Ten species of caridean shrimps, representing nine genera in five families, have been found in exposures of the marine water table at 28 islands from Hawaii to the western Indian Ocean. Synthesis of literature information and personal observations indicate that, as a group, these shrimps are characterized by red body pigment, reduced but pigmented eyes, euryhalinity, a proclivity for interstitial seawater in limestone or lava rock, generalized food requirements, and probable pre-Pleistocene origins. The shrimps have not been found in waters cooler than about 20°C.
Species are often solitary, but as many as five are known to coexist. Six of the species have widely scattered populations, some as far apart as Hawaii and the Red Sea. Passive oceanic dispersal is endorsed as a general explanation for such apparently disjunct distributions. On the basis of an assumed primary habitat requirement of interstitial marine water, which could include that in shallow submerged rock as well as that in emergent (insular) rock, I hypothesize a much more cosmopolitan distribution of these shrimps in the Indo-Pacific Tropical Zone.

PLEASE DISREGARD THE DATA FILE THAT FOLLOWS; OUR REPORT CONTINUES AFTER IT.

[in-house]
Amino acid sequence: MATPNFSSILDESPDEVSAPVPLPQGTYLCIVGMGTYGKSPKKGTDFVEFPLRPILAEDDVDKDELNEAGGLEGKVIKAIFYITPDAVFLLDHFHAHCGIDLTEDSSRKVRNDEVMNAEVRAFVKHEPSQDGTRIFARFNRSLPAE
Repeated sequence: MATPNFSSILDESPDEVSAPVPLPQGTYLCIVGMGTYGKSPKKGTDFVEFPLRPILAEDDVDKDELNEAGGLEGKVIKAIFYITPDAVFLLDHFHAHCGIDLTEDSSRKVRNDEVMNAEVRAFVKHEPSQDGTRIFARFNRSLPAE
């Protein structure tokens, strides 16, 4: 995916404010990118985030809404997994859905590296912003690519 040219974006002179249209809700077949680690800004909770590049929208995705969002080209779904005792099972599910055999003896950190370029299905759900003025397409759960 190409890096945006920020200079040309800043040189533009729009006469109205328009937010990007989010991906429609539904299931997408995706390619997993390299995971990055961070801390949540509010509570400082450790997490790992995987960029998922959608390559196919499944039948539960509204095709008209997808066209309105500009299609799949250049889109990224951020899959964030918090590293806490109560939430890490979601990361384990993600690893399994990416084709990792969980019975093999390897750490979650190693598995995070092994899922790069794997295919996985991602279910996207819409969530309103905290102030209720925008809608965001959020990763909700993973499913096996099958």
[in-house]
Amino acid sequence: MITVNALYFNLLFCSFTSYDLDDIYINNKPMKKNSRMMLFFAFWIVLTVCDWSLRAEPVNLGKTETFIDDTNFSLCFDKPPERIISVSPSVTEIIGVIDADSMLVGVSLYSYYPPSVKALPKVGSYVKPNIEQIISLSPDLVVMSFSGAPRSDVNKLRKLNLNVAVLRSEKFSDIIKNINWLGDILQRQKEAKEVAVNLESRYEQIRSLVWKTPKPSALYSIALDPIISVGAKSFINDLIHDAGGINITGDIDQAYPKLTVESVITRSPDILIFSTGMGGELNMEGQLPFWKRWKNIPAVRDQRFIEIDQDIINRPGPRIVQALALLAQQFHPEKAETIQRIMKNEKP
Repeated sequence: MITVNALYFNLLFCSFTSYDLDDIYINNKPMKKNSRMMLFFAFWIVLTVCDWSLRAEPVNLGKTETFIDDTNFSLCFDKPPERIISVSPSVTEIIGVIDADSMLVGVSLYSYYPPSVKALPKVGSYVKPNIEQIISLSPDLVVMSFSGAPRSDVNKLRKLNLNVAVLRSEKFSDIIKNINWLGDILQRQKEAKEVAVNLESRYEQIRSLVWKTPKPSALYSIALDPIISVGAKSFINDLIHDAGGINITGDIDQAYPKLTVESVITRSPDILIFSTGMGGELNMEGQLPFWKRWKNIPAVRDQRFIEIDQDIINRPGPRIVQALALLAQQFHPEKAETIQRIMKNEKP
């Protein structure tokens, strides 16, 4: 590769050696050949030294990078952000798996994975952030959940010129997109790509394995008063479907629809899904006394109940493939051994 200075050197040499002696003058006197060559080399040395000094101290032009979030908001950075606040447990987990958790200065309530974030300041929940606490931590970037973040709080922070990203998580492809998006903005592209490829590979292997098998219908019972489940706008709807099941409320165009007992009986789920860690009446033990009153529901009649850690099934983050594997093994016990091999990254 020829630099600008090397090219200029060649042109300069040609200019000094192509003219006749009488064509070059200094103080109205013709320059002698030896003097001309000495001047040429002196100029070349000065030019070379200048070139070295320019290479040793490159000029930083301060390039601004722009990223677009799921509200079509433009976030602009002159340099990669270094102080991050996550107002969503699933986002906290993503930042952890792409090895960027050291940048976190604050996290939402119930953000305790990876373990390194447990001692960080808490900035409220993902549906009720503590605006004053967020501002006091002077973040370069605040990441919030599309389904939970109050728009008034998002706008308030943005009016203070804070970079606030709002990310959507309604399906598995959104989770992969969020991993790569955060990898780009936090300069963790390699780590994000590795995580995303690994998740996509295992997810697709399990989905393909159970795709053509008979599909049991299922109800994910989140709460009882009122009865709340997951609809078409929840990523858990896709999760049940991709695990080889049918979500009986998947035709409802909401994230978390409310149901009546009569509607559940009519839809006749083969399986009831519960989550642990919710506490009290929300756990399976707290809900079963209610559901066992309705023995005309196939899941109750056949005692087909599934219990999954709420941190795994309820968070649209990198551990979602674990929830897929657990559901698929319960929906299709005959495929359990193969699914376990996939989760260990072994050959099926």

|Title||Distribution and biology of Indo-Pacific insular hypogeal shrimps|
|Authors||J. A. Maciolek|
|Publication Subtype||Journal Article|
|Series Title||Bulletin of Marine Science|
|Record Source||USGS Publications Warehouse|
|USGS Organization||Western Fisheries Research Center|